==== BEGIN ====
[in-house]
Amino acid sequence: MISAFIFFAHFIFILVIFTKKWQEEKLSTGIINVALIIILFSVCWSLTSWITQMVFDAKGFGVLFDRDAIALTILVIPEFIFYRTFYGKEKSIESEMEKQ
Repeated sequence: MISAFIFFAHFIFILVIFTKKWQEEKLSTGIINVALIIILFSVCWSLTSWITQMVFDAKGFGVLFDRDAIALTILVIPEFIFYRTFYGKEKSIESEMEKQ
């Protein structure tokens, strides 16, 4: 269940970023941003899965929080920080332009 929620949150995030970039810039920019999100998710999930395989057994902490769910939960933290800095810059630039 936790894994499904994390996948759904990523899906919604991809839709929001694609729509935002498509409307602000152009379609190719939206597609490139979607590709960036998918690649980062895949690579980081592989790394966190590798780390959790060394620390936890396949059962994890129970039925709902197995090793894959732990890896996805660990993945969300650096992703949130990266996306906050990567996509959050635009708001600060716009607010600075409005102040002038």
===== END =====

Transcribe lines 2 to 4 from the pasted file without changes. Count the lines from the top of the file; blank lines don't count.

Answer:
Amino acid sequence: MISAFIFFAHFIFILVIFTKKWQEEKLSTGIINVALIIILFSVCWSLTSWITQMVFDAKGFGVLFDRDAIALTILVIPEFIFYRTFYGKEKSIESEMEKQ
Repeated sequence: MISAFIFFAHFIFILVIFTKKWQEEKLSTGIINVALIIILFSVCWSLTSWITQMVFDAKGFGVLFDRDAIALTILVIPEFIFYRTFYGKEKSIESEMEKQ
């Protein structure tokens, strides 16, 4: 269940970023941003899965929080920080332009 929620949150995030970039810039920019999100998710999930395989057994902490769910939960933290800095810059630039 936790894994499904994390996948759904990523899906919604991809839709929001694609729509935002498509409307602000152009379609190719939206597609490139979607590709960036998918690649980062895949690579980081592989790394966190590798780390959790060394620390936890396949059962994890129970039925709902197995090793894959732990890896996805660990993945969300650096992703949130990266996306906050990567996509959050635009708001600060716009607010600075409005102040002038």